Honestly I don't think the punishment and revenge thing works. I think if you commit a crime you should get punished just like when you are a kid and get in trouble, but if we don't rehabilitate criminals p[roperly all that is going to happen is they are going to end up back there and while personally that is there problem it is also a society problem and I think that trumps the personal responsibility aspect of it all.

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Old 06-11-2012, 08:17 PM   #11
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There's definitely supposed to be a rehabilitative aspect to prisons in America, but I think we all know they fall short of being that. I can tell you from personal experience that what programs do exist are more like empty gestures.

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Old 06-11-2012, 08:18 PM   #12
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Quote:
Originally Posted by Xaios View Post
Prisons were originally meant to be rehabilitative. The concept of the penitentiary came from Quakers who believed that if you isolated a person for a long period of time, they would be able to reflect on their crimes while maintaining their dignity, which was thought to be an important ingredient in the rehabilitation process. Hence the name, penitentiary.

Alas, didn't really work out it seems.
One would really be stretching in saying that prisons, from the word prehendere (to seize), and jail, from the word caveola (little cage) were from the Quaker concept... especially since those words were in use for centuries before the Quakers even existed.

And even when the Quakers were an important group in the colonies, so were those who would use the stocks to exact retribution for violating community standards, so I'd argue that rehabilitation was *not* the goal of even the majority of penal systems in the colonies at that point... assuming one wasn't just executed for a major crime.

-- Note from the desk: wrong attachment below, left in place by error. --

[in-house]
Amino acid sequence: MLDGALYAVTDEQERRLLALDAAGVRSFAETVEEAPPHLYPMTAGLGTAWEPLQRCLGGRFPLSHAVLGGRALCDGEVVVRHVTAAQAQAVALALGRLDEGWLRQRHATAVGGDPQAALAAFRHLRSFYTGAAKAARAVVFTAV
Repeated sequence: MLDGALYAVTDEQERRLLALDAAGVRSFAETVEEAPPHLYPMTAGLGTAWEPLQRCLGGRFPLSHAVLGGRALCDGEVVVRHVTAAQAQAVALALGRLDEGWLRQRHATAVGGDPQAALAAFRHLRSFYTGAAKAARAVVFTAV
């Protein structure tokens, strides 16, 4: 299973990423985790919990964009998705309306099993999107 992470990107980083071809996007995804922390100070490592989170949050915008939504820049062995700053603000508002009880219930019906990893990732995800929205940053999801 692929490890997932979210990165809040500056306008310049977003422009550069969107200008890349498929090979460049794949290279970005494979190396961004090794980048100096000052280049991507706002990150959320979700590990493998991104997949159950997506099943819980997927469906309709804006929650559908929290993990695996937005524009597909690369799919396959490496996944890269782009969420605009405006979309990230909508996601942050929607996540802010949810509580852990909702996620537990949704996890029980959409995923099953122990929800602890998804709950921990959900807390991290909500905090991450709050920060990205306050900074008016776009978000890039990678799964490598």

----

In fact, I suspect that the whole "incarceration as rehabilitation" idea is probably from the last 200 years at most, and only in small areas. I also suspect that incarceration has normally been a punitive measure for most of human history, and still is today.

I could be wrong, though, and China, North Korea, African and Arabic nations, and the former Soviet Union are probably on the forefront of rehabilitative incarceration, no?

If you don't care enough to research your own question, why should anyone else care more?

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Old 06-11-2012, 08:25 PM   #13
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If a person is drawn to criminal activity because of a broken family, substance issues, and bad friends/negative influences, then jail does not seem like the best place to put them. In that situation jail would only harden them, it would add stress into their family life, compound and cement substance problems, and introduce them to much worse people then they might have previously known.
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Old 06-11-2012, 09:25 PM   #14
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I'm trying to parse that out.

I understand the idea that criminality might be nurture, instead of nature. I'd be more impressed if one could determine how much of a percentage of a person's decisions to engage in criminality are based on their free will, as opposed to their being unwilling to help it.

Until then, is the argument that only the very top of the pyramid of criminals should be imprisoned, as only they don't have someone worse above them? So, only people like, say, Manson would be incarcerated?

If you don't care enough to research your own question, why should anyone else care more?

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Old 06-11-2012, 09:55 PM   #15
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My argument is people should get in trouble, but it should be tiered. The lesser the crime the more it should lean towards rehabilitation and the more severe (like Manson) it should be punishment. Considering we have the ability to imprison someone for their entire life or even the death penalty we are already capable and do punish those at the top, but I think we should try (to varying degrees) fix those who seem fixable. It is like I said it seems like you put a car thief in prison and he goes back again a murderer. That to me is a system that just doesn't work.

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Old 06-11-2012, 11:21 PM   #16
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Quote:
Originally Posted by Explorer View Post
One would really be stretching in saying that prisons, from the word prehendere (to seize), and jail, from the word caveola (little cage) were from the Quaker concept... especially since those words were in use for centuries before the Quakers even existed.